By Anna Pulley
By Erin Sherbert
By Chris Roberts
By Erin Sherbert
By Rachel Swan
By Joe Eskenazi
By Erin Sherbert
By Erin Sherbert
Structural engineer Patrick Buscovich grabs an oversize metal ruler and stands it upright atop the table like Christopher Columbus planting a flag on the shore of the New World. Then, unlike Columbus, Buscovich triggers an earthquake.
He shakes his hand back and forth, unleashing waves up and down the vertical ruler; its jiggling midsection quickly appears to be in three places at once. Meanwhile, the top of the ruler sways back and forth, slowly and methodically, like a metronome atop a piano.
That, Buscovich says, is what will happen to a high-rise condominium when an earthquake hits. And it will happen: Both high-rises and major quakes are inevitable parts of San Francisco's future.
"We have never seen really tall buildings go through [a major] earthquake," he says. "I'd like to see one or two big buildings go through one so we can say, 'Boy, we've really got this figured out.' I really wish we were phasing into this."
That won't happen. On the contrary, San Francisco is going all-out. The massive skeletons of partially constructed high-rise condos have become a ubiquitous feature of the city, and many more skyscraper condos are in the works. By now, the imminent transformation of San Francisco's skyline is an accepted notion for any curious city dweller. Less well-known, however, is that the city's tallest downtown skyscrapers are not built to a higher survivability standard than a bungalow in the Sunset.
At the heart of the thousands of pages of codes and regulations governing construction is the fact that all buildings are engineered to meet a remarkably straightforward standard: A structure of two, 10, or 70 stories should "not experience collapse" in the largest conceivable quake.
At the end of a massive temblor, "If everyone can walk away from the building safely and the building is completely trashed, that's fine," says Ephraim Hirsch, a veteran structural engineer and former president of the Building Inspection Commission. "That's a successful design,"
But is that good enough? While all buildings are held to an equal standard, not all buildings are equal. As Buscovich notes, a mortally wounded two-story building is a nuisance mostly to itself, but "a 50-story building is so big it predominates an entire neighborhood. ... Do we want a higher standard for that building if it has a problem and affects two whole city blocks?"
Engineers with UC Berkeley's Tall Building Initiative released a study earlier this year finding that high-rises are inherently more dangerous than shorter structures in two areas. Windows shattering in a tall building will shower a larger radius than those falling from a shorter structure. Also, in an emergency, most high-rise inhabitants must travel a long way to reach an exit.
And yet these problems won't be thoroughly analyzed prior to San Francisco's entering a high-rise building bonanza. Influential developers have chilled the discussion of whether San Francisco should improve its standards by threatening to take their building projects elsewhere if the city were to do so.
Almost universally, the high-rises sprouting in San Francisco use complex computer modeling techniques to justify building practices that would be forbidden by the city's traditional building codes. With the longstanding codes regularly overlooked, UC Berkeley researchers formed the aforementioned Tall Building Initiative to develop new "design criteria that will ensure safe and usable buildings following future earthquakes."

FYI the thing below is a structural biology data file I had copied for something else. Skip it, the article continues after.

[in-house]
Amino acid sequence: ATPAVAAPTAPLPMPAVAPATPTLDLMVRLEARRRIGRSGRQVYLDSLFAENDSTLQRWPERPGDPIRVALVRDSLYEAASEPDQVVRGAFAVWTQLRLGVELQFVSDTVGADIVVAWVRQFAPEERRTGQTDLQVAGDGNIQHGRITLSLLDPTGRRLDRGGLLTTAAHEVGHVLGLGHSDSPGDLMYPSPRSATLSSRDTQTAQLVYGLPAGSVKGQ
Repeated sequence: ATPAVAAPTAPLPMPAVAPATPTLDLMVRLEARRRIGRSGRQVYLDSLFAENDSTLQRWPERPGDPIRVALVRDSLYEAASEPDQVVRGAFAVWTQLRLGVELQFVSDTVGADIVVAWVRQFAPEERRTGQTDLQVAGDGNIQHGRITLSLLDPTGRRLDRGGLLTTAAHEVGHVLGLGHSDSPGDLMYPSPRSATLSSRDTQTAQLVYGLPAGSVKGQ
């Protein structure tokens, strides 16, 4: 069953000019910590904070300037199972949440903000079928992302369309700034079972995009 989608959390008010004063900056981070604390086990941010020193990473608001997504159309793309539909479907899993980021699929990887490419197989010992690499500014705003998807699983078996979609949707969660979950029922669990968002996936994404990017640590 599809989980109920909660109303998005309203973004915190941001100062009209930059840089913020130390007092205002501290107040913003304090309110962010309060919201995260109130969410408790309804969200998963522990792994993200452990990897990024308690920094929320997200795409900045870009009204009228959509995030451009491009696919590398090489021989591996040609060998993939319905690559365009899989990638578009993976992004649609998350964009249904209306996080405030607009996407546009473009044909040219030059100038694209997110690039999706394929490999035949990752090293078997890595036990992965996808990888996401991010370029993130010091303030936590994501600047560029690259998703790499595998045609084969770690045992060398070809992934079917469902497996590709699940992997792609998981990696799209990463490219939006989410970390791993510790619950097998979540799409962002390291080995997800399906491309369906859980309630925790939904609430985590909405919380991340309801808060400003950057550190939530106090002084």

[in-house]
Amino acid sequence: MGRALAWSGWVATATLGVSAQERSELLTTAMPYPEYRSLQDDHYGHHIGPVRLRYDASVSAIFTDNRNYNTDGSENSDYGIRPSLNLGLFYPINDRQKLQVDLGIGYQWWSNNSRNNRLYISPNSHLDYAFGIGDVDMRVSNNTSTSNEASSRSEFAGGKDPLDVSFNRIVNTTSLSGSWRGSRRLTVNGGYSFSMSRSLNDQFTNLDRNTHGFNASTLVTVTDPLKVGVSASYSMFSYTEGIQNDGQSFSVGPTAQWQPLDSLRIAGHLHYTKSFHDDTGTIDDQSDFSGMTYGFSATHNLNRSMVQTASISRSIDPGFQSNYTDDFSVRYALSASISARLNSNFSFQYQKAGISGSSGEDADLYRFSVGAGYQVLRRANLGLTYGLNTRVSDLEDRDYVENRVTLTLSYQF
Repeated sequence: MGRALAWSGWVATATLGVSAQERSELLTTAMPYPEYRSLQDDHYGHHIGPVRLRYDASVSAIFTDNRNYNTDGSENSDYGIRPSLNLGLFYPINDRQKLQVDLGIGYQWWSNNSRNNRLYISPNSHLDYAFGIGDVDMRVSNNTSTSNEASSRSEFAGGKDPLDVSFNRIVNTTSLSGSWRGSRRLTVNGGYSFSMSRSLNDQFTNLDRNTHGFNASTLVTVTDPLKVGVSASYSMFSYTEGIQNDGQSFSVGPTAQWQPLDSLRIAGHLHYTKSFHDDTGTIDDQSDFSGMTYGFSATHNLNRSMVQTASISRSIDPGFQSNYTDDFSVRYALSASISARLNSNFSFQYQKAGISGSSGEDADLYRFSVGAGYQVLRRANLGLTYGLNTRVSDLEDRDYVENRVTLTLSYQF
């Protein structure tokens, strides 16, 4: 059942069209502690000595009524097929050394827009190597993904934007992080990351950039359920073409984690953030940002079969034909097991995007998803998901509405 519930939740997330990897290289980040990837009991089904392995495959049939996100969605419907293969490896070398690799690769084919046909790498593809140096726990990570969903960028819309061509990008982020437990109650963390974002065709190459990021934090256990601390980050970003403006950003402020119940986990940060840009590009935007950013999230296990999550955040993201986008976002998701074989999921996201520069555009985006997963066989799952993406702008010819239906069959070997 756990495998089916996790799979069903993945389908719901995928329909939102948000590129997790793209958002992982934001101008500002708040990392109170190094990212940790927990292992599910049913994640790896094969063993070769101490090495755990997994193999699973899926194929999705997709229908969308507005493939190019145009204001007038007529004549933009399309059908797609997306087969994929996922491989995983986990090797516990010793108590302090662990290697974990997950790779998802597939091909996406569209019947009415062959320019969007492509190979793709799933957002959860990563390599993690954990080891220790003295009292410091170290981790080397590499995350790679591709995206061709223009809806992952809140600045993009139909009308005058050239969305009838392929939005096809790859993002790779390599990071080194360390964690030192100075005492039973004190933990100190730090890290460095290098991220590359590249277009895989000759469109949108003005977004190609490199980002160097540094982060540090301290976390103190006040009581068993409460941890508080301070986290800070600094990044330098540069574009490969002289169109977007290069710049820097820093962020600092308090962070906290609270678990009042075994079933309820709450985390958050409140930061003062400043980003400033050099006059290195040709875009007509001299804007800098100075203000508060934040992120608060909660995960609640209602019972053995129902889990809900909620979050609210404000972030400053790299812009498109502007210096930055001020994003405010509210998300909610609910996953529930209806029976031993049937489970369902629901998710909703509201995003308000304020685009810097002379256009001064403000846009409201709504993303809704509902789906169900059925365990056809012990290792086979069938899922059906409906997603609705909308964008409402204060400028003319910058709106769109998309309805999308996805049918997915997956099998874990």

One of the initiative's foremost tasks was to determine how the state's builders felt about constructing high-rises to do more than merely survive the next big quake. And when its investigators queried local developers about their position on higher performance standards for tall buildings, the response was blunt and unambiguous.
The developers — whom the Tall Building Initiative declined to identify — said if San Francisco adopted exclusive building codes for high-rises, they'd be inclined to relocate their projects to less discerning cities.
Calls to multiple developers about their position were not returned by press time. The Residential Builders Association of San Francisco also didn't call back.
But the developers' threats weren't the only obstacle thrown Moehle's way. Shortly after Isam Hasenin took over the San Francisco Department of Building Inspection in mid-March, he abruptly pulled the city out of its working partnership with the Tall Building Initiative. Calls to Hasenin were returned by communications manager Bill Strong, who said Hasenin's decision to cut ties was strictly financial — so Moehle's group won't be getting the $250,000 toward its operating budget it was counting on.
Strong confirmed what others in city government and the building community had said off the record: Hasenin is an avowed opponent of cities adopting building codes more stringent than the state's, so he was fundamentally opposed to the Tall Building Initiative's research into higher performance standards from the outset.
In fact, the San Francisco Planning and Urban Research Association (SPUR), a city think tank, is also preparing a paper on seismic standards. Executive director Gabriel Metcalf acknowledged Hasenin has already advocated against more stringent building standards with him.